Imad Rahman’s I Dream of Microwaves

In Imad Rahman’s debut collection, I Dream of Microwaves, B-movie actor Kareem Abdul-Jabbar, has just lost his role on America’s Most Wanted (playing Manuel Gutman, a convicted felon who had “crossed the line from gun-toting menace to shotgun-wielding assassin”), and his prospects are so poor that his next job is to play a Bosnian refugee in order to get his wife Eileen’s philanthropic grandmother to part with her money.

Abdul-Jabbar’s wife convinces him to act the part because, she says,

Americans have no sense of international politics, of global community, of social duty outside their neighborhoods. The world falls apart and we dream of microwaves.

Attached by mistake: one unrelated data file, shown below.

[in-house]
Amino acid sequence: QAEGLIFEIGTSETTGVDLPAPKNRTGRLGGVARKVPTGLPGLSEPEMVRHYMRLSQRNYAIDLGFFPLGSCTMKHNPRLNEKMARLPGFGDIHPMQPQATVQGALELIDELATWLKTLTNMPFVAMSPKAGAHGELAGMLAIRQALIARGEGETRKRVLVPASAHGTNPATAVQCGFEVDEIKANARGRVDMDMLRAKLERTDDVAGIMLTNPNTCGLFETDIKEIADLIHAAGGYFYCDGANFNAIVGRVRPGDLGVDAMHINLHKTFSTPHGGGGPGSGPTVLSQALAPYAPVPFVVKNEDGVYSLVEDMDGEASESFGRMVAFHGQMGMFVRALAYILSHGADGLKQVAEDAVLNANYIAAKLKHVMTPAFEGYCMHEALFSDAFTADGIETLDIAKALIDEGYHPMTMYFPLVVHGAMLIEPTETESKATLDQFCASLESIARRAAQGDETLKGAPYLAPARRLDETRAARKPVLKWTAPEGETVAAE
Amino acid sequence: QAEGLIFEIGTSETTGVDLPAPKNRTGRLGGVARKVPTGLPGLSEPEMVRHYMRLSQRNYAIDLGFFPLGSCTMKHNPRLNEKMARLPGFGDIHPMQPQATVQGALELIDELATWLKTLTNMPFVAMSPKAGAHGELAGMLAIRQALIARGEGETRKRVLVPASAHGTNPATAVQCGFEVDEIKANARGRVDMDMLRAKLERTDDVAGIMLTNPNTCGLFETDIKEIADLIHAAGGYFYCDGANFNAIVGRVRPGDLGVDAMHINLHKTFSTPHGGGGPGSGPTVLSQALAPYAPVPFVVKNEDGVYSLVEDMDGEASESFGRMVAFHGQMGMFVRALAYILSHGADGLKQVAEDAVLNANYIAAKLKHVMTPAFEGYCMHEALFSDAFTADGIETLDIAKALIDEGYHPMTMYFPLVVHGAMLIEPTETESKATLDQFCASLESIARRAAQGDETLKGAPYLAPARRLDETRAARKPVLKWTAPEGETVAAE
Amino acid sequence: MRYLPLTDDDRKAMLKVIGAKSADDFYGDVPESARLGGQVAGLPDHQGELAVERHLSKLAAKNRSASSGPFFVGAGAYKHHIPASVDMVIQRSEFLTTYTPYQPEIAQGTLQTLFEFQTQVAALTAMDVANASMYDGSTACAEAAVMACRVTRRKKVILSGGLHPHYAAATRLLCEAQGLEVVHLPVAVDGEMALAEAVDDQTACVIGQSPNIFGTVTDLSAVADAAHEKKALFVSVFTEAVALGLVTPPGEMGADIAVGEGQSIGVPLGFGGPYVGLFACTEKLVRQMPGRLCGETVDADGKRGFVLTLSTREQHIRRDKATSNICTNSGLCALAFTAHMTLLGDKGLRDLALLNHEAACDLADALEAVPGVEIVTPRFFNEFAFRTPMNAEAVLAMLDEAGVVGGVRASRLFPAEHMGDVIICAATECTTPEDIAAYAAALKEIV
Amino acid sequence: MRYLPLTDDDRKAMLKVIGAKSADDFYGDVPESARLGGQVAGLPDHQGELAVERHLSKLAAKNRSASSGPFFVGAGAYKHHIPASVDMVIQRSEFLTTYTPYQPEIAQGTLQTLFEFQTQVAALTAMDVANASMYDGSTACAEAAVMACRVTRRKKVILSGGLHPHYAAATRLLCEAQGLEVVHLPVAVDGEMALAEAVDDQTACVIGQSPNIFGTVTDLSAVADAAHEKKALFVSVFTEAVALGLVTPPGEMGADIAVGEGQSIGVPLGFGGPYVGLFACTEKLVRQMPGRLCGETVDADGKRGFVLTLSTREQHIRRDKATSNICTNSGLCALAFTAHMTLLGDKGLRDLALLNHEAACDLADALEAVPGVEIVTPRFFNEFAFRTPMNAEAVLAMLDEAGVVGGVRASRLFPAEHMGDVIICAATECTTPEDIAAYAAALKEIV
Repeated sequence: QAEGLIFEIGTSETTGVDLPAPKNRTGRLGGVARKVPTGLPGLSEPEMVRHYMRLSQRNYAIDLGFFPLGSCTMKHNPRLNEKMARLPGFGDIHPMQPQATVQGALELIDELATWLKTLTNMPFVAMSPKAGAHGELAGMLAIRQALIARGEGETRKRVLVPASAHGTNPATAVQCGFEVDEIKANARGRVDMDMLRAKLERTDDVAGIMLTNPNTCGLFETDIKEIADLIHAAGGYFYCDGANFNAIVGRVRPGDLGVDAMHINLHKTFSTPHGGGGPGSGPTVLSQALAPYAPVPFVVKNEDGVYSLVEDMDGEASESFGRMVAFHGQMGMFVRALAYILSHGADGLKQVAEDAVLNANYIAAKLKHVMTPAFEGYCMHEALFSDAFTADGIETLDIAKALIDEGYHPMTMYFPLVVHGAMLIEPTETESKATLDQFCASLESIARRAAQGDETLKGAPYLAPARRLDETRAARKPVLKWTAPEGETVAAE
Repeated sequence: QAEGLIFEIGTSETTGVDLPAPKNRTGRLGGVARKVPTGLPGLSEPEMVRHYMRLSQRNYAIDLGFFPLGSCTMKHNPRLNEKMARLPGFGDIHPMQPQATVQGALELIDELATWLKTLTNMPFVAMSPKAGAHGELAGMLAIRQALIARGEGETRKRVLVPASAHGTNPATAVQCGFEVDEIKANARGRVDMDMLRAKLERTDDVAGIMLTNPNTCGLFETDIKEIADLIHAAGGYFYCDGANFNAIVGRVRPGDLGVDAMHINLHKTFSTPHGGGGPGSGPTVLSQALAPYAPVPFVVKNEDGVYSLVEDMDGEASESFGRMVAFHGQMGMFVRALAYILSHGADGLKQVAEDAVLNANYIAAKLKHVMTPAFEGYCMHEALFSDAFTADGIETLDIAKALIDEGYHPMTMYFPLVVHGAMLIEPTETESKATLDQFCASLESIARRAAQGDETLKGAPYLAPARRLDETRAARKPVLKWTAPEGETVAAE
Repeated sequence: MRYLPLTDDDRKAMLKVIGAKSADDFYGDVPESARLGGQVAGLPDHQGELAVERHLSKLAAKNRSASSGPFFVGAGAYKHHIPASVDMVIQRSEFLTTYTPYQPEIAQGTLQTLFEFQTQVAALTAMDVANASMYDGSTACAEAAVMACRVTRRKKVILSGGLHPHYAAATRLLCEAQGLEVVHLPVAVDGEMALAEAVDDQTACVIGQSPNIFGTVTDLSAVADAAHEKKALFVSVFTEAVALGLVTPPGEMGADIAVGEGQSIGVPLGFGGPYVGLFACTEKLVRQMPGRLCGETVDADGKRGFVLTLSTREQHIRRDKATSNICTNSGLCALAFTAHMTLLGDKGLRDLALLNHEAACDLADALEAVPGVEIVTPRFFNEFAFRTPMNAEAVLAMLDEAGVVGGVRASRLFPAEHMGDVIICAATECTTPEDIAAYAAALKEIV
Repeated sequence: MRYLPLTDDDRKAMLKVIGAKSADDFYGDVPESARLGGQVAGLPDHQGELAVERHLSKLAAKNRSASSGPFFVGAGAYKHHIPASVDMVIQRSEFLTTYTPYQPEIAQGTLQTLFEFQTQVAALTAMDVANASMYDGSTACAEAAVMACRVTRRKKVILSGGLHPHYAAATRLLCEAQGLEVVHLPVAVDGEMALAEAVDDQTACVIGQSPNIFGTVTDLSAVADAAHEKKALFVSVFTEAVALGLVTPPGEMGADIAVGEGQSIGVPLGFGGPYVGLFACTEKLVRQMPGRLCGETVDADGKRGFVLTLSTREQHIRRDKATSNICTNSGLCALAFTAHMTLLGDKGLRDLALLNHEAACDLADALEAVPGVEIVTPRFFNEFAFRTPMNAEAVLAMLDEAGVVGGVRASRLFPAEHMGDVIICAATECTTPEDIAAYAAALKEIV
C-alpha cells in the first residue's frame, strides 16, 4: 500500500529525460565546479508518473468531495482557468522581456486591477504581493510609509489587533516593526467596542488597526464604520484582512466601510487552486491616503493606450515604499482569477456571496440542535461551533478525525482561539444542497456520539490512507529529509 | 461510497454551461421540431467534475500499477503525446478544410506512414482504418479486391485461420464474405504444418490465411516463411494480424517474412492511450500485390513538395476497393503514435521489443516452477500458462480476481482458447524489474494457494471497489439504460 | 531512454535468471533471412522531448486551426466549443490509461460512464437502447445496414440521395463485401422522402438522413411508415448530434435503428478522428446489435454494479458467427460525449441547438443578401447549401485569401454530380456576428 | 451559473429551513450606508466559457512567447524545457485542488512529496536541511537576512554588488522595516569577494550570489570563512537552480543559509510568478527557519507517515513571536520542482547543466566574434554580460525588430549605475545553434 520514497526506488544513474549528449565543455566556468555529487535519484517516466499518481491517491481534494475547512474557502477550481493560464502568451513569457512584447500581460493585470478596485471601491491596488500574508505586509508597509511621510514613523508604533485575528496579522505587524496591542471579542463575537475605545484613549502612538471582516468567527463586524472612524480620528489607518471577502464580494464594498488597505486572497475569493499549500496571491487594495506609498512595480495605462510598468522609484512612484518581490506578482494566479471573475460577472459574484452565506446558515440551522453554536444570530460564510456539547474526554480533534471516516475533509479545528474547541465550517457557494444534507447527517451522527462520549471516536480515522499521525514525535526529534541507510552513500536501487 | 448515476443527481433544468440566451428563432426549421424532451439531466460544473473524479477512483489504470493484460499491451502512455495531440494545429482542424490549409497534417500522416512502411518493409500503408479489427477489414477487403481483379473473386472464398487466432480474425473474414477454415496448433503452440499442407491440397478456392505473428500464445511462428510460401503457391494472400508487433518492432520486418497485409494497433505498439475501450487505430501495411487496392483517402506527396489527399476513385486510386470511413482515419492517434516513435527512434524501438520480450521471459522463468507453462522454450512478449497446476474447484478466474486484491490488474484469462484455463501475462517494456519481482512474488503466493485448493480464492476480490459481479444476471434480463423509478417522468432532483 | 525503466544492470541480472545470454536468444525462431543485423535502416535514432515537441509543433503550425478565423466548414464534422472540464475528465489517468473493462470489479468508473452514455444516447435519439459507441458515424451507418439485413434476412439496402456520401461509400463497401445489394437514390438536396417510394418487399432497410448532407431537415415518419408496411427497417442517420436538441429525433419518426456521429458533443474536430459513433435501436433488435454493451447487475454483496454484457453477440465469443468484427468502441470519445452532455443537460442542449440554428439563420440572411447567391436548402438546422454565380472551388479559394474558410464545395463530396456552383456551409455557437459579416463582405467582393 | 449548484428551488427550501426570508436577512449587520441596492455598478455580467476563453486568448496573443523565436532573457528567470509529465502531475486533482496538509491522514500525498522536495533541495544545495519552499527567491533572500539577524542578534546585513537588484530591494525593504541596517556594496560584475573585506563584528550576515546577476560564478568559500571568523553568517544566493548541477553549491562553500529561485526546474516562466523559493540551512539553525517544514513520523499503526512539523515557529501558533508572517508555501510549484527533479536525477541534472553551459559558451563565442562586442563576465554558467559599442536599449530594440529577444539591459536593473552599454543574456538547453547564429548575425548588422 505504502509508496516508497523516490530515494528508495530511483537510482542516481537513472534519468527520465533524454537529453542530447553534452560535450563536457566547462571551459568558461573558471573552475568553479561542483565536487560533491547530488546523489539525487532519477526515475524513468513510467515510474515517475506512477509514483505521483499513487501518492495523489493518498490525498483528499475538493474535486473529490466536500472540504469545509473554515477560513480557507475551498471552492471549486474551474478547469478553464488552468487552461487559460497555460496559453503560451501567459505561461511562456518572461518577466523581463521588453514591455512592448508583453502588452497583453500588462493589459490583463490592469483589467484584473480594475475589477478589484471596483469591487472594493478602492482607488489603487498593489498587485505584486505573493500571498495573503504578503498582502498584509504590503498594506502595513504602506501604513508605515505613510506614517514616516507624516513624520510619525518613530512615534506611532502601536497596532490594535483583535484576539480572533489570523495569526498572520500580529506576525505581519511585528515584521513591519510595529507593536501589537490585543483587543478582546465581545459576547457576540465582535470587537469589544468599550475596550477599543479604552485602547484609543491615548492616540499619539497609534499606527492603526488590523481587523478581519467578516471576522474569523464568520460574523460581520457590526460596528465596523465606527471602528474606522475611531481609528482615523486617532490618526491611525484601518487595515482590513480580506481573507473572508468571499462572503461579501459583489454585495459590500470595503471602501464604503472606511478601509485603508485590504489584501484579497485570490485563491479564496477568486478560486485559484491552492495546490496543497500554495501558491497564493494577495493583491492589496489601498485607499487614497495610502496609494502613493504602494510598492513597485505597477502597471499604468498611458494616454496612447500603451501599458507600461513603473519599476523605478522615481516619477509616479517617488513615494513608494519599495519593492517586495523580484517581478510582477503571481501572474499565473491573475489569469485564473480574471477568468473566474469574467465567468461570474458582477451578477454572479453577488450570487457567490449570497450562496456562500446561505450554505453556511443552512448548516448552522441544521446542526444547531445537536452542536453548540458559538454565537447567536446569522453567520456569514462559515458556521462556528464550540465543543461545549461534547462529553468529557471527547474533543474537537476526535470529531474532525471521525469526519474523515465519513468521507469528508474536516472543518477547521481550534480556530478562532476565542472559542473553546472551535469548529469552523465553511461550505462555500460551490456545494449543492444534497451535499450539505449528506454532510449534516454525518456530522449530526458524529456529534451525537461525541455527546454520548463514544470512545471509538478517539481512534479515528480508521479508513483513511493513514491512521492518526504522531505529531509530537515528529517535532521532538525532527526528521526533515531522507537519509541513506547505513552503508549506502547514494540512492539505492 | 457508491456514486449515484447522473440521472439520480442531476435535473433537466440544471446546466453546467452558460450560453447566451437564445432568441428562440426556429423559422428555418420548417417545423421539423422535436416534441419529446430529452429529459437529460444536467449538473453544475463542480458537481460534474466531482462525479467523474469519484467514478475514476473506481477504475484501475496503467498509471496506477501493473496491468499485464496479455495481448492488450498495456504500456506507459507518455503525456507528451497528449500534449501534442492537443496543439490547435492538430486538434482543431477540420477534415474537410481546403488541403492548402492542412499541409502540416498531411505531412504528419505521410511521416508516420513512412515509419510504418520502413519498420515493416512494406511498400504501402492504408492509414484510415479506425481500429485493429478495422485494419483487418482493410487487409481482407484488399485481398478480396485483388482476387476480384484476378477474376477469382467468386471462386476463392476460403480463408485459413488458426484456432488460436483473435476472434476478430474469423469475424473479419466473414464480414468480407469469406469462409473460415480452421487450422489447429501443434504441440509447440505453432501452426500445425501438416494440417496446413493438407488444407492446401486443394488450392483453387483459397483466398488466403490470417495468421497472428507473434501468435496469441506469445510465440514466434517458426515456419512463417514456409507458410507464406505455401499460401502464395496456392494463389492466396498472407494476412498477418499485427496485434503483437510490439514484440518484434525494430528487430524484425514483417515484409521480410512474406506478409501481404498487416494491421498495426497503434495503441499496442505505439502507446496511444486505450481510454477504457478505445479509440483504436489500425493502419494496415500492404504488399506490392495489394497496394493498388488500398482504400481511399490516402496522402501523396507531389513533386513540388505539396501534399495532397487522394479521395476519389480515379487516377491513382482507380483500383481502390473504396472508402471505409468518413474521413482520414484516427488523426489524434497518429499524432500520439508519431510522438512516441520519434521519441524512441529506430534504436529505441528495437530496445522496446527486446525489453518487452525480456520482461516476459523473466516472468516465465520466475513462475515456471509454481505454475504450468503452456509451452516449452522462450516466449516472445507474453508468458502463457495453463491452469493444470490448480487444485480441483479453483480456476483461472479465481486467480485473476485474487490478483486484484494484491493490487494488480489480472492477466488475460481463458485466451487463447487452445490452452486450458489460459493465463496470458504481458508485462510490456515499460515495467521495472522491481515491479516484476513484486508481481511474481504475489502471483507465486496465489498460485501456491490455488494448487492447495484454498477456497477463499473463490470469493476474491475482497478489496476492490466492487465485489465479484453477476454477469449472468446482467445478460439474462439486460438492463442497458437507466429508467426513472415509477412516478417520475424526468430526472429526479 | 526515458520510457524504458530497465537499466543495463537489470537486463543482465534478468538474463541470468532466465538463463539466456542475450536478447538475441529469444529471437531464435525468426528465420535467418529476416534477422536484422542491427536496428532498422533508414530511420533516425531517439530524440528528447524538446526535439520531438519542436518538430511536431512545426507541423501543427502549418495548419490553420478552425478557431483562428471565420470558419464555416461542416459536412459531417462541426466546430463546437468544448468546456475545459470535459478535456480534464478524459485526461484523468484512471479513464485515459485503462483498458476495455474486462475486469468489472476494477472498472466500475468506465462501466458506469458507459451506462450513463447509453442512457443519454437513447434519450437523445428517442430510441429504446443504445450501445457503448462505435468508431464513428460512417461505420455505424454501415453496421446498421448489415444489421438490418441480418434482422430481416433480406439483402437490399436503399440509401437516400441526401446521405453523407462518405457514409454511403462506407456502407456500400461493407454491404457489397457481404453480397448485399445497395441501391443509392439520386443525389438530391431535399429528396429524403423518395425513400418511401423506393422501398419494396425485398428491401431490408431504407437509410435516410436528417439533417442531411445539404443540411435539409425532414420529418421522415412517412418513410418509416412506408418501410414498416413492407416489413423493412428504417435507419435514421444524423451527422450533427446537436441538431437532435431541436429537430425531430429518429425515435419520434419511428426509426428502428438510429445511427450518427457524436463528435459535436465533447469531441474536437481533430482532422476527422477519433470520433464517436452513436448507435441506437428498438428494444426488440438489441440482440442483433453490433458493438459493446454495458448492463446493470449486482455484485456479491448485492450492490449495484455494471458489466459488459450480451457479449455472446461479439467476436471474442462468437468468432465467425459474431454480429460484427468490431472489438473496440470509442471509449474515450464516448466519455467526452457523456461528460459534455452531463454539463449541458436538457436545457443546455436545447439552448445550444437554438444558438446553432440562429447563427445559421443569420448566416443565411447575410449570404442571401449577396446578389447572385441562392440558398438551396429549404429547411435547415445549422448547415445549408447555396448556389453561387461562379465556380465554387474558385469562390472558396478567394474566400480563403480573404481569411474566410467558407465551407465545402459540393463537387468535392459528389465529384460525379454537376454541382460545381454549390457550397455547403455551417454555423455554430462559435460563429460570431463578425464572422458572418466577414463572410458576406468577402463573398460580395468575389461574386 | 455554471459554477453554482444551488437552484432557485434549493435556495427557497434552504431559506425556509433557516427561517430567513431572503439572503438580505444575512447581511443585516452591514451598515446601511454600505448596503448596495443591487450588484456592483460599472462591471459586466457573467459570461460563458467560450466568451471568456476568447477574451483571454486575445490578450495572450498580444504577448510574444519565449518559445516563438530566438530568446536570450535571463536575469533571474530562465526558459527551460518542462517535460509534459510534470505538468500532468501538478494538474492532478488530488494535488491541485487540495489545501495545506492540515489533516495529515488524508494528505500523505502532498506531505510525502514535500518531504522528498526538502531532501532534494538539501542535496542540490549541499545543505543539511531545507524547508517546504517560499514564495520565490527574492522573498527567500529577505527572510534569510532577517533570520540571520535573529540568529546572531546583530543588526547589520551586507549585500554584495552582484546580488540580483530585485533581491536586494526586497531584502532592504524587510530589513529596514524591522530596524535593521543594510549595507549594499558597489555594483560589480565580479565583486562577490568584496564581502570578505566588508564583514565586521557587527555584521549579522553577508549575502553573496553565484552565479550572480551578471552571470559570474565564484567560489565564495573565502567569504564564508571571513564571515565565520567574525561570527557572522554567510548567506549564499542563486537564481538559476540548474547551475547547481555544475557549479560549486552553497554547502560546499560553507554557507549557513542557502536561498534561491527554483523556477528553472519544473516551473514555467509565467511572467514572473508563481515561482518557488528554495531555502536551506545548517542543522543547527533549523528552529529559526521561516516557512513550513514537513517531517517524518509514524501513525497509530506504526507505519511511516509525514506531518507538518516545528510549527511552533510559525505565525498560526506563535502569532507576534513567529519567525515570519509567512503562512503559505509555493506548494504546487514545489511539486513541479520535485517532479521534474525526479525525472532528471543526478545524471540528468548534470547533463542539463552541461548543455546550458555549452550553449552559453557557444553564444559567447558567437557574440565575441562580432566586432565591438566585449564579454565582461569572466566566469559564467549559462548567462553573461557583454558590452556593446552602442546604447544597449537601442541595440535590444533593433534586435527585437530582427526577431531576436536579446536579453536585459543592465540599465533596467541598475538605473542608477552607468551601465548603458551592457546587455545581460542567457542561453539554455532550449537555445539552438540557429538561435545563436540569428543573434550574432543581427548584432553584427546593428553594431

Eileen takes off for South America shortly thereafter, and Abdul-Jabbar drifts from one job to the next, dressing as Zima Zorro to hawk booze to customers, renting his wife’s home out to pornographers who want to “combine fucking with intellectual social commentary,” posing as a repo-man for a video-rental company, taking a part in Apocalypse Now: The Musical, and so on.

There are some wonderfully realized moments in the book. The opening story, for instance, works both as an ironic send-up of how we look at minorities and as a reflection of the struggle to fit into expectations. And Rahman displays a biting sense of humor throughout.

Eventually, however, the one-liners and absurd set-ups are all that keep the stories going, each new joke trying to top the one before it. Substance recedes to the background in favor of pop-culture references, and the reader ends up alienated.

I really wanted to like this book. So few short-story collections are published these days that I often start them with a favorable stance. But this Eugene Ionesco-style universe didn’t quite work for me.